Japanese messaging giant Line to reform data governance • The Register

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Line, the Japan-based messaging and payments app with millions of users across Southeast Asia, has recognized that its data protection regimes have multiple flaws and therefore put personal information at risk. users.

Parent company Z-Holdings yesterday released a report compiled by a special advisory committee on global data governance it assembled following revelations that certain user data had been processed in China and / or stored in South Korea.

Line is very popular in Japan, where it has over 85 million monthly users and is so widespread that the country’s government uses it as a channel for digital services. The app has also made inroads in South Korea, Thailand, Taiwan, and other Asian countries, earning it a total user population of over 700 million, of which over 150 million are monthly active users.

The company’s payment service, LINEpay, processed transactions valued at over $ 8.5 billion annually before Line became part of Z-Holdings in March 2021.

The main conclusion of the committee’s report is that Line outsourced some of its data processing to China without ever stopping to think that the Middle Empire government might decide to examine user data. The report points out that this was a big failure that amounted to the company ignoring Japan’s economic security.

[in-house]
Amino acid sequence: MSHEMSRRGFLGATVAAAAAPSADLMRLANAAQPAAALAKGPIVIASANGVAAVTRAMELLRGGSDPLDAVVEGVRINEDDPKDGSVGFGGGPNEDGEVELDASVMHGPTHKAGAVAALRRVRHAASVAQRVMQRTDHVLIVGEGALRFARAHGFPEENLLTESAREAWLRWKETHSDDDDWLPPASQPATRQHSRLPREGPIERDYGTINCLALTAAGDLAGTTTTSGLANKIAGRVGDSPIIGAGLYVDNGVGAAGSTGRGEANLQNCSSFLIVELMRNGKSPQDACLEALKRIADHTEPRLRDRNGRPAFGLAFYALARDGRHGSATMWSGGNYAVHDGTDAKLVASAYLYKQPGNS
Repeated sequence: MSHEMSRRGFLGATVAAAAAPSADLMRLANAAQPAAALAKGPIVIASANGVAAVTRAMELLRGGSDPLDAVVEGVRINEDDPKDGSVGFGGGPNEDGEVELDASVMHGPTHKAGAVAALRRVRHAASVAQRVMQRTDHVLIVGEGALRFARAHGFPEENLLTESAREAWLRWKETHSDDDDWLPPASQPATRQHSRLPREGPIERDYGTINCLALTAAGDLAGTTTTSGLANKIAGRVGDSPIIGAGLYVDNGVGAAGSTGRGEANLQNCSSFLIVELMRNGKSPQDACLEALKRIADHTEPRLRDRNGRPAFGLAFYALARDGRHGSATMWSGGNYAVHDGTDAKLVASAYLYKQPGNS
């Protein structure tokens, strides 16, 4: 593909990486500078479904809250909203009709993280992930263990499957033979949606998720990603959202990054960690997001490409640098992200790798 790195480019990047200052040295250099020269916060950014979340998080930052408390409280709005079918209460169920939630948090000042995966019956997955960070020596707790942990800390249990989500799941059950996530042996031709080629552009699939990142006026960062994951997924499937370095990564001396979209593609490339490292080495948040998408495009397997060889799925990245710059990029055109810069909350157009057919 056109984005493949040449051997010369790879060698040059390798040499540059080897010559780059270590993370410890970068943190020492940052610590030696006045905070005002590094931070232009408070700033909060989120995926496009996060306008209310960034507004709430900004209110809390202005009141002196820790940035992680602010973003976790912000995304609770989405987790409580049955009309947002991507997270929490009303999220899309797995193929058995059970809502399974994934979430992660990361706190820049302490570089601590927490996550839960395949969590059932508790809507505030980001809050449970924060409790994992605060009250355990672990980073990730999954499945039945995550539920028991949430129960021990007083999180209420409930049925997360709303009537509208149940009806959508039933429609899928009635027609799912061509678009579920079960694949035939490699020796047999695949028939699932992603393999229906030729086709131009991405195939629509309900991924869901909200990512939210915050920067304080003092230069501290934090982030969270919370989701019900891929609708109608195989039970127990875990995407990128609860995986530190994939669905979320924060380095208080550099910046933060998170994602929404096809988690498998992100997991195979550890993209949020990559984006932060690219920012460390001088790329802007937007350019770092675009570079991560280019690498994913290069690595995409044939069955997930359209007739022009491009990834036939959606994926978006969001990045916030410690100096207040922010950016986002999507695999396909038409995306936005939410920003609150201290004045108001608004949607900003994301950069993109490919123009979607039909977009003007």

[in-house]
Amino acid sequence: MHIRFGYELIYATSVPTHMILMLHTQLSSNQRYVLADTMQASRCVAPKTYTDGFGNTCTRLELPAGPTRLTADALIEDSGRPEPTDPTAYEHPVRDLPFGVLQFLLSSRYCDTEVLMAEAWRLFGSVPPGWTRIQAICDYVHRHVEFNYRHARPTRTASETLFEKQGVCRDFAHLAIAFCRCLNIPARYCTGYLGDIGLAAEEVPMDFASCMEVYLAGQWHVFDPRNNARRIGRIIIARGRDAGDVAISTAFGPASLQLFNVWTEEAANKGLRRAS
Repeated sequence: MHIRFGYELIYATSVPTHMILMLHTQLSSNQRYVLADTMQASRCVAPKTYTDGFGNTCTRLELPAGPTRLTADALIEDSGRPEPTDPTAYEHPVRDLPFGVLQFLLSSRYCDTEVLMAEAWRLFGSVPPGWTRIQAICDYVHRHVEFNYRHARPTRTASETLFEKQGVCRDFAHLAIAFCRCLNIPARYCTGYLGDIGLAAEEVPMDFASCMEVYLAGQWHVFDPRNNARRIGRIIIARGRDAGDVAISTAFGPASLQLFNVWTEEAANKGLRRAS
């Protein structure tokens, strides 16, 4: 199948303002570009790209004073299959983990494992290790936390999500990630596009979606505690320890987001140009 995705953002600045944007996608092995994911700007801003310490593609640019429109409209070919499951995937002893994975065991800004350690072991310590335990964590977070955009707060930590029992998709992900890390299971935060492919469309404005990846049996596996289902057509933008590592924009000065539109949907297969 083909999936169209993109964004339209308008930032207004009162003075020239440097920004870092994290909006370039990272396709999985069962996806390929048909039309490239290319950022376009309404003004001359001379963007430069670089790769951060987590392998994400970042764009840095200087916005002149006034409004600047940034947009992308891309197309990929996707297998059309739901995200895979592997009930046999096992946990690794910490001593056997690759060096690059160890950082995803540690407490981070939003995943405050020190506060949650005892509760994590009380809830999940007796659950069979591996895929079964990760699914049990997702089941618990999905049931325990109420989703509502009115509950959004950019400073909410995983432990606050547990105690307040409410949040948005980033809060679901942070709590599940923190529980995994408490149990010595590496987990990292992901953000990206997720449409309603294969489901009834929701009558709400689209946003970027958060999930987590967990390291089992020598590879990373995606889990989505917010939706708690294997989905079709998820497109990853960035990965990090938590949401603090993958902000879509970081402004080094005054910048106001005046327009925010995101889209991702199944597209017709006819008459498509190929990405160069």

The company also admitted to lying to users when it promised that all data was stored in Japan – some also went to servers located in South Korea. (The company is partially owned by Seoul-based Naver Corporation.)

The report offers the usual prescription of social media to fix the problem: an apology, noting that the company is striving to do the right thing, and a promise to do better in the future.

For Line, this means new committees to take data security into account, ensuring that communications with users do not contain lies, and a recognition that the company must understand what the laws of different jurisdictions – and changes to those laws – mean to Line users everywhere. Especially if its operations will cross national borders.

Another element identified as needing more work is governance through Z-Holdings. This is important because the company also owns Yahoo! Japan, and data sharing between brands was mentioned.

Line also issued a advice to users which explains how it responds to requests from law enforcement authorities to access user data.

This document boils down to a commitment to comply with Japanese law and the disclosure of user ID, email address, phone number and even messages from users if they have not been sent. with end-to-end encryption.

Line will not automatically transmit this data. The document explains that a privacy team assesses incoming requests from investigators and may reject them if an investigation is deemed too broad or has “legal insufficiency.”

The company will also not assist the authorities in all matters. Instead, the company will only consider submitting data for surveys on:

  • Bodily injury (murder, bodily injury, etc.)
  • Pecuniary damage (fraud, blackmail, etc.)
  • Child abuse
  • Illegal trade (drug trafficking, bank account fraud, money laundering, etc.)
  • Threats of illegal activity (suicide threats, murder threats, bomb threats, etc.)

Isn’t it nice to know that at least one of the Asian tech giants has more or less the same blind spots as Facebook and its friends? ®


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